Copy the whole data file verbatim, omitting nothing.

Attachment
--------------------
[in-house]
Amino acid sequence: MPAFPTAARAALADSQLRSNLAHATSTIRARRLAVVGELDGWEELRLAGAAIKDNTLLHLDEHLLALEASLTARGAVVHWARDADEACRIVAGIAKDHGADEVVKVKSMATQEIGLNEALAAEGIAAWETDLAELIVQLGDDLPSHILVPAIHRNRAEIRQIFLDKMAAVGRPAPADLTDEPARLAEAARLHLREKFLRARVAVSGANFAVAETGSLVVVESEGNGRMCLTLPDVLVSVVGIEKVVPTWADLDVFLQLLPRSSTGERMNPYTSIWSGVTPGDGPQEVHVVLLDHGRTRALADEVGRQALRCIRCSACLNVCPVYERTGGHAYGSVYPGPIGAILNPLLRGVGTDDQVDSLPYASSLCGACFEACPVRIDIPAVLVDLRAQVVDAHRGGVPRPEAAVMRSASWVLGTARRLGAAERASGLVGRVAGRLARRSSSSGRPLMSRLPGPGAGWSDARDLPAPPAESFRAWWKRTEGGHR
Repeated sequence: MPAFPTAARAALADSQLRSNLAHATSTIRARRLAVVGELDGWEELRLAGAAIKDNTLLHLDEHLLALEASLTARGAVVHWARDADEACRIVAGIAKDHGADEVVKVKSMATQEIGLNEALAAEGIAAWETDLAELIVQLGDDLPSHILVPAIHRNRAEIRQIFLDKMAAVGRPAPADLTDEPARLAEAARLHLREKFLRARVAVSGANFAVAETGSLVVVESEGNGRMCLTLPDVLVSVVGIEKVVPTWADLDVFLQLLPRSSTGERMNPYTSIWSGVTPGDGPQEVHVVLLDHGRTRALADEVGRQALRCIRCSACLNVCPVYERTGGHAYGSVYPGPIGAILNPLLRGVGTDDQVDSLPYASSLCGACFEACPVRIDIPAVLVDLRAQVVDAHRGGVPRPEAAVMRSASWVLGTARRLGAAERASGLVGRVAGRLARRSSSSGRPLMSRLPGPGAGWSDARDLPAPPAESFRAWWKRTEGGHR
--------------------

[in-house]
Amino acid sequence: MPAFPTAARAALADSQLRSNLAHATSTIRARRLAVVGELDGWEELRLAGAAIKDNTLLHLDEHLLALEASLTARGAVVHWARDADEACRIVAGIAKDHGADEVVKVKSMATQEIGLNEALAAEGIAAWETDLAELIVQLGDDLPSHILVPAIHRNRAEIRQIFLDKMAAVGRPAPADLTDEPARLAEAARLHLREKFLRARVAVSGANFAVAETGSLVVVESEGNGRMCLTLPDVLVSVVGIEKVVPTWADLDVFLQLLPRSSTGERMNPYTSIWSGVTPGDGPQEVHVVLLDHGRTRALADEVGRQALRCIRCSACLNVCPVYERTGGHAYGSVYPGPIGAILNPLLRGVGTDDQVDSLPYASSLCGACFEACPVRIDIPAVLVDLRAQVVDAHRGGVPRPEAAVMRSASWVLGTARRLGAAERASGLVGRVAGRLARRSSSSGRPLMSRLPGPGAGWSDARDLPAPPAESFRAWWKRTEGGHR
Repeated sequence: MPAFPTAARAALADSQLRSNLAHATSTIRARRLAVVGELDGWEELRLAGAAIKDNTLLHLDEHLLALEASLTARGAVVHWARDADEACRIVAGIAKDHGADEVVKVKSMATQEIGLNEALAAEGIAAWETDLAELIVQLGDDLPSHILVPAIHRNRAEIRQIFLDKMAAVGRPAPADLTDEPARLAEAARLHLREKFLRARVAVSGANFAVAETGSLVVVESEGNGRMCLTLPDVLVSVVGIEKVVPTWADLDVFLQLLPRSSTGERMNPYTSIWSGVTPGDGPQEVHVVLLDHGRTRALADEVGRQALRCIRCSACLNVCPVYERTGGHAYGSVYPGPIGAILNPLLRGVGTDDQVDSLPYASSLCGACFEACPVRIDIPAVLVDLRAQVVDAHRGGVPRPEAAVMRSASWVLGTARRLGAAERASGLVGRVAGRLARRSSSSGRPLMSRLPGPGAGWSDARDLPAPPAESFRAWWKRTEGGHR